Knowledge, which is true belief based on strong, justifiable evidence, being generated is knowledge created or acquired; something is being learned. There are different ways of learning, which generate knowledge differently. Two of these are critical and creative thinking, which often work together when learning. Critical thinking focuses on questioning, evaluating and analyzing assumptions, suggesting that critical thinking holds an element of creative thinking, which involves coming up with a new idea by combining ideas that haven’t been combined before, because originality and flexibility are required to successfully question, analyze and evaluate. These procedures rely heavily on all the Ways of Knowing (WOKs). Reason is needed to question assumptions by inducing a larger truth from the assumptions and testing the truth’s validity. Language is necessary to pick up on bias in text, which affects the evaluation of assumptions. Sense perception and emotion are often needed to follow a ‘gut instinct’ about the validity of assumptions. Overall, critical and creative thinking need to interact to enable the most effective way of learning. This can be shown with examples from the natural sciences and the language arts as Areas of Knowledge. More specifically, examples from my IB physics class and my IB A1 German class can be analyzed. Nevertheless, my arguments also apply in biology, chemistry and other A1 literature courses.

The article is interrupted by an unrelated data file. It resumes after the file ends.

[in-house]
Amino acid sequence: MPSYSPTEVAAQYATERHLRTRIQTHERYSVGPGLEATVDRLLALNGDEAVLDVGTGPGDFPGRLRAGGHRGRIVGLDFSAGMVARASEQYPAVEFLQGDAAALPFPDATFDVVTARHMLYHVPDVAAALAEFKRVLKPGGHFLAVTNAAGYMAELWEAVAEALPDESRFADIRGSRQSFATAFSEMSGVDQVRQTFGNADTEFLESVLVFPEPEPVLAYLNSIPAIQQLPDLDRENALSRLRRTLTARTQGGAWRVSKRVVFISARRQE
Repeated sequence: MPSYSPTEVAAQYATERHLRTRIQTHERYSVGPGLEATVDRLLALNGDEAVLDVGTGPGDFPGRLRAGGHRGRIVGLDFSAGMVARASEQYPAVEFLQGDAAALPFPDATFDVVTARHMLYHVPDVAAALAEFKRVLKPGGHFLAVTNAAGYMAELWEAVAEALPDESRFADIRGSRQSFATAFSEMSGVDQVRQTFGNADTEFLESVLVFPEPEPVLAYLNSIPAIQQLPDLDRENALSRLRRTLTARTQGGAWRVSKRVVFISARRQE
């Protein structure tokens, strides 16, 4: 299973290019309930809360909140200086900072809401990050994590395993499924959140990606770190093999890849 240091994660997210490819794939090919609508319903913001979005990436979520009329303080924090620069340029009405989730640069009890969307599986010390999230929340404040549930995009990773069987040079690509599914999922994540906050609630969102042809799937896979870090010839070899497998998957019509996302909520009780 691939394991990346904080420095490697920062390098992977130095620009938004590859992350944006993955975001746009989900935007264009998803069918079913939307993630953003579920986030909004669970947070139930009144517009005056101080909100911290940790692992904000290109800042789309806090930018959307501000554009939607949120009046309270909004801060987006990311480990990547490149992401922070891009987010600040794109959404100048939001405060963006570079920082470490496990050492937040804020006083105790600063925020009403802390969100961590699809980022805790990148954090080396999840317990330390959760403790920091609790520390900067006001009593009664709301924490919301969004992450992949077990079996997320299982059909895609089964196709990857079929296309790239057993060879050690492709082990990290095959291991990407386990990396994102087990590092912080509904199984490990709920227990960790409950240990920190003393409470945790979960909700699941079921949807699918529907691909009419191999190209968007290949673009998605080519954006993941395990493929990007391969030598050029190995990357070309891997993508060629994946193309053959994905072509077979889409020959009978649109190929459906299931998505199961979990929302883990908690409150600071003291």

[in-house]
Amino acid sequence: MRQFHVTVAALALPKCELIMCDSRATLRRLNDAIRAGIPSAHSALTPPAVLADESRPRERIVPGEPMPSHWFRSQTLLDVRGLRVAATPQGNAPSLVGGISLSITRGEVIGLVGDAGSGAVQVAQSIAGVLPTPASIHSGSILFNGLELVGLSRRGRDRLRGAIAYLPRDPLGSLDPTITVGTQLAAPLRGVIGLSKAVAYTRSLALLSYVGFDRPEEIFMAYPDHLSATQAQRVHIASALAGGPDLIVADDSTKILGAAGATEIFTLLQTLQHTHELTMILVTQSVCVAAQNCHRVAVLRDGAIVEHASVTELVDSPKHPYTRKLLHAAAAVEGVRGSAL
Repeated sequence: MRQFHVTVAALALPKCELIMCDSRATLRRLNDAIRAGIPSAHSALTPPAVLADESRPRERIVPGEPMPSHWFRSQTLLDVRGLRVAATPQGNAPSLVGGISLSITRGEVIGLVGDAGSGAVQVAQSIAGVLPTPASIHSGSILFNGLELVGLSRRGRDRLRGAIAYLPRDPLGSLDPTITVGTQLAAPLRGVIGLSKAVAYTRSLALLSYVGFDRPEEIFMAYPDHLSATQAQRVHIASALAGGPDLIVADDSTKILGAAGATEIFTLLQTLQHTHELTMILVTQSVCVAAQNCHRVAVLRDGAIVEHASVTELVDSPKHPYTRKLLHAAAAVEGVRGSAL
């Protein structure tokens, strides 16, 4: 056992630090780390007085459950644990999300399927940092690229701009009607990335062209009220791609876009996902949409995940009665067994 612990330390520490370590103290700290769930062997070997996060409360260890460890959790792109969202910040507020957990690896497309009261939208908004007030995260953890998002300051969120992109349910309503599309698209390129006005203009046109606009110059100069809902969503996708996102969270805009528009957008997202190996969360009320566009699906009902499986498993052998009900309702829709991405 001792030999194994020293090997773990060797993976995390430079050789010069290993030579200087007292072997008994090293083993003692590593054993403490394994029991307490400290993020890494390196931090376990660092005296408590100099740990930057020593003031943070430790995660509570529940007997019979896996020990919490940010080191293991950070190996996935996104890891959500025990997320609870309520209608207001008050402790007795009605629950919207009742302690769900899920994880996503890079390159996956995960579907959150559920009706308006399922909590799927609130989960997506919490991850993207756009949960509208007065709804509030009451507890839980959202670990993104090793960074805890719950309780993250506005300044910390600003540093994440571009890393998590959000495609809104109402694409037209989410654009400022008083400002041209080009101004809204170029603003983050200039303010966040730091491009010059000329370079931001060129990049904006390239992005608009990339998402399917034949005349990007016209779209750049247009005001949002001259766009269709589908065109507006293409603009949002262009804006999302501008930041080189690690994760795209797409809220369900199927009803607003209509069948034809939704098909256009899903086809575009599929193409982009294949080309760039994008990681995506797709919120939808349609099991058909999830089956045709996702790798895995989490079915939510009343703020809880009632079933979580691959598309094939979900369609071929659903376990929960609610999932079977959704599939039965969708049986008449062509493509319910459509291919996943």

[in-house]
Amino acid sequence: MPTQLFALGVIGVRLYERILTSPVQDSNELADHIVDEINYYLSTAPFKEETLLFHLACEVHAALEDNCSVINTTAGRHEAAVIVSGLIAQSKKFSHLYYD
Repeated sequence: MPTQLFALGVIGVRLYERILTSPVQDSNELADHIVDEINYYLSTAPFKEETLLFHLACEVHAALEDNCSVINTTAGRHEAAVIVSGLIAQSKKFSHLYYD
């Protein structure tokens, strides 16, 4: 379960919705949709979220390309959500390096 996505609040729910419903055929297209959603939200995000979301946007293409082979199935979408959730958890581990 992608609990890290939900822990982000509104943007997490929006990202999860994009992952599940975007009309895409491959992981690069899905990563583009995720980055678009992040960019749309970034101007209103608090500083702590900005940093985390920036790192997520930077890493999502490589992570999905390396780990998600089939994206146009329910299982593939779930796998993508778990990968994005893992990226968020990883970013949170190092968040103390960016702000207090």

Critical thinking is often considered predominant for generating knowledge in physics because one must regularly prove theories first-hand through experimentation. Analyzing results from experiments involves sense perception, reason and language, as the senses are needed to select the most important variables of the experiment (what is changing and how), reason then tells us why a variable is changing, and both reason and language allow us to induce a general physical law using physics jargon. Take the example of projectile motion, which explains that an object dropped vertically downwards from a distance will reach the ground at the same time as an object launched horizontally from the same starting point . At first, my logic contradicted this idea, but when we conducted an experiment in class and I saw the results first-hand, sense perception proved me wrong, allowing me to alter my reasoning to fully comprehend projectile motion and the language used to describe this concept.
 Tsokos, K. A. Physics for the IB Diploma. Cambridge: Cambridge UP, 2008. Print. P. 132